EAGLEBURGER: But what's happening because of this whole focus on Saddam Hussein, we are losing our focus on the terrorist war, and that worries me a lot as well. There are a lot of other terrorist targets we ought to be focusing on.
SNOW: Such as?
EAGLEBURGER: And I'm afraid that, because we focus so much on Iraq, we're losing that sight.
SNOW: What are those targets?
EAGLEBURGER: Well, there is Syria, for example, which is pumping through -- because of Iran, is pumping weapons on into Hezbollah and so forth -- we ought to be -- which is then producing a lot of agony in Palestine and in Israel. We ought to be doing a bit to try to stop that.
There's Hezbollah, there's Hamas, there is a whole range of terrorist targets out there related to Palestine and to Israel that we ought to be trying to deal with.
And there's a great deal of targets in the Philippines, Iraq -- I mean, rather Indonesia. You name it, there are a number of places where there are targets that we ought to be trying to deal with.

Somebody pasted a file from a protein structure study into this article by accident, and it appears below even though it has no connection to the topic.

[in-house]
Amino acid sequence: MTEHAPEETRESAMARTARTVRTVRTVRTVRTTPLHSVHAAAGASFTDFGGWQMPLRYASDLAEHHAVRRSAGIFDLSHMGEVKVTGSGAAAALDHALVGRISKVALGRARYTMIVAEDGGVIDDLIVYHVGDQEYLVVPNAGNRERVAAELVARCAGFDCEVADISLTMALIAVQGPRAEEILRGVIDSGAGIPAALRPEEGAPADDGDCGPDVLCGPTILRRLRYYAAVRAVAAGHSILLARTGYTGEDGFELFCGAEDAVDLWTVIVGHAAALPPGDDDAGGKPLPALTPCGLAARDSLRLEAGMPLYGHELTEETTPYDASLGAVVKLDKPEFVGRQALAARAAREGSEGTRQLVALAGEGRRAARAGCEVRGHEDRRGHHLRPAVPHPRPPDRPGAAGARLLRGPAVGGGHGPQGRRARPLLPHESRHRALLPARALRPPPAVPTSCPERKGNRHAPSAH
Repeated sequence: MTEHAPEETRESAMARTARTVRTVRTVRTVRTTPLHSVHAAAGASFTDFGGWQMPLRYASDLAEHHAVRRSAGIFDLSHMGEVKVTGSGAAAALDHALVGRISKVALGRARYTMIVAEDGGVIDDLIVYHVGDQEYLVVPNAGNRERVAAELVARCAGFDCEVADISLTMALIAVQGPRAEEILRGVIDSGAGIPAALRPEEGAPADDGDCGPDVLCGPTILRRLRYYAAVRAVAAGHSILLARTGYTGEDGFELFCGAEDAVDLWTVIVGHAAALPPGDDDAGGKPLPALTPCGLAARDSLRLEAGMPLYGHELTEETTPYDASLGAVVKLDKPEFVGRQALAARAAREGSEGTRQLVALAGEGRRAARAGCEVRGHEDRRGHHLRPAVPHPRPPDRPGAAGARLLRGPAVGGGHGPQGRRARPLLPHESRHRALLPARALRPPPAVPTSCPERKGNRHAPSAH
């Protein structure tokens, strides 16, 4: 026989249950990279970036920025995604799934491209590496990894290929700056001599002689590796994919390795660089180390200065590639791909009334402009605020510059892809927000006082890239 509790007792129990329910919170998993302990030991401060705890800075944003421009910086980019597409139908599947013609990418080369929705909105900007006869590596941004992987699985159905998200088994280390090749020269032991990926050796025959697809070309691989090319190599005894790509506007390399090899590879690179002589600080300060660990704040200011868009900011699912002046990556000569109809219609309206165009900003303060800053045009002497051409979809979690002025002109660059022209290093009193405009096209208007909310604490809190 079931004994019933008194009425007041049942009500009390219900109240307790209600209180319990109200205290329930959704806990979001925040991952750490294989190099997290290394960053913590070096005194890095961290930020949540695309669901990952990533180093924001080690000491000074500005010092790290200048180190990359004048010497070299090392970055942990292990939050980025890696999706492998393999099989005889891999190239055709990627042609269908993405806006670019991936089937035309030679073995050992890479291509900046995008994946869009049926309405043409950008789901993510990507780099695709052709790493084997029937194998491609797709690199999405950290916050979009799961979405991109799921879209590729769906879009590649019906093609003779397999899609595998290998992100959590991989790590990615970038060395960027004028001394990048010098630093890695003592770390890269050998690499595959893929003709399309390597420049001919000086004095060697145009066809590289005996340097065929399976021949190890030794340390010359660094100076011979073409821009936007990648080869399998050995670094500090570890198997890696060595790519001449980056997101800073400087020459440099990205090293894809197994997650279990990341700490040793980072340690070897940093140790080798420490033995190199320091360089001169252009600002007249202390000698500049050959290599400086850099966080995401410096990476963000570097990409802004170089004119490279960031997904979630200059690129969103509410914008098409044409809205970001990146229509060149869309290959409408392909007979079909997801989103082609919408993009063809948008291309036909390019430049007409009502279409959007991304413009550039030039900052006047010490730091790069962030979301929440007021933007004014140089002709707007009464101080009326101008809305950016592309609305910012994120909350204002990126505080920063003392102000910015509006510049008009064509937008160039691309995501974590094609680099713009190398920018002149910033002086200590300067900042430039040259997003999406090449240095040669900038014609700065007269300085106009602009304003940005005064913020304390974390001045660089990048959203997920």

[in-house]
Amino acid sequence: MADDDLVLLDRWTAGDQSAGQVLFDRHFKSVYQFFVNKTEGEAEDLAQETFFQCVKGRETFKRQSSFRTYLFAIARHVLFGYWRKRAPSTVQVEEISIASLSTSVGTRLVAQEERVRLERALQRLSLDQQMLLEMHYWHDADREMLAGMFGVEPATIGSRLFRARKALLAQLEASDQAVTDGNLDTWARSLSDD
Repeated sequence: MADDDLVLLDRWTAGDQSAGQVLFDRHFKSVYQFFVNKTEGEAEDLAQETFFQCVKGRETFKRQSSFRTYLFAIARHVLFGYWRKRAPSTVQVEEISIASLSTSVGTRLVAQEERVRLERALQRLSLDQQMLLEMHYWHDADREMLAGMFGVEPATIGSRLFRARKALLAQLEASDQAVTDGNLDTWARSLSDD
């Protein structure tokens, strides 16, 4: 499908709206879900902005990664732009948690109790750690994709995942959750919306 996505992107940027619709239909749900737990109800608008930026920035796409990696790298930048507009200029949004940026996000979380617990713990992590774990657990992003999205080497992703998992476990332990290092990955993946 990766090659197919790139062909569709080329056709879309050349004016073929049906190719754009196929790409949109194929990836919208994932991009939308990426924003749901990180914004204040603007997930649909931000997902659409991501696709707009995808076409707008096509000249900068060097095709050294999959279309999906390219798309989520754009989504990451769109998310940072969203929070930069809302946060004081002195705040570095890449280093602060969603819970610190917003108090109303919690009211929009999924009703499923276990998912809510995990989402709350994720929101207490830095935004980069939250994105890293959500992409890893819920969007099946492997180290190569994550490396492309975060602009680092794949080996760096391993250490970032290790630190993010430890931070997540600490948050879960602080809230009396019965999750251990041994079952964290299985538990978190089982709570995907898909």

EAGLEBURGER: And I think we ought to be spending more time looking at those.
SNOW: Do Brent Scowcroft's views reflect those of President George Bush, the 41st president?
EAGLEBURGER: I heard yesterday somebody saying that they thought this was the former President Bush putting Brent up to this. I don't believe that. I believe this was Scowcroft on his own. I do not believe that this is something that he even talked to the former president about. Nor do I believe that, if he had talked to the former president about it, that the former president would have said, "Brent, would you please do this for me."
I have no doubt, in my own mind, that this is a Scowcroft view and that the former president had nothing to do with it at all.
SNOW: Final question, why do you think Brent Scowcroft went public?
EAGLEBURGER: Well, in the first place, as I recall it, a year ago or so, at least some months ago, didn't he say to you, in an earlier interview, that we ought not attack Iraq? This is not the first time he's done it.
And so, while he did it again, I think it's because of all of this furor that's developed over the last few weeks, and the last month or so, about it because of all of the blathering that's gone on from various people within the administration on various subjects related to going after Iraq. And I think what Brent finally decided he had to do was to voice his view again, but he has said it before.
SNOW: You're absolutely right, Mr. Secretary.
Thanks for joining us.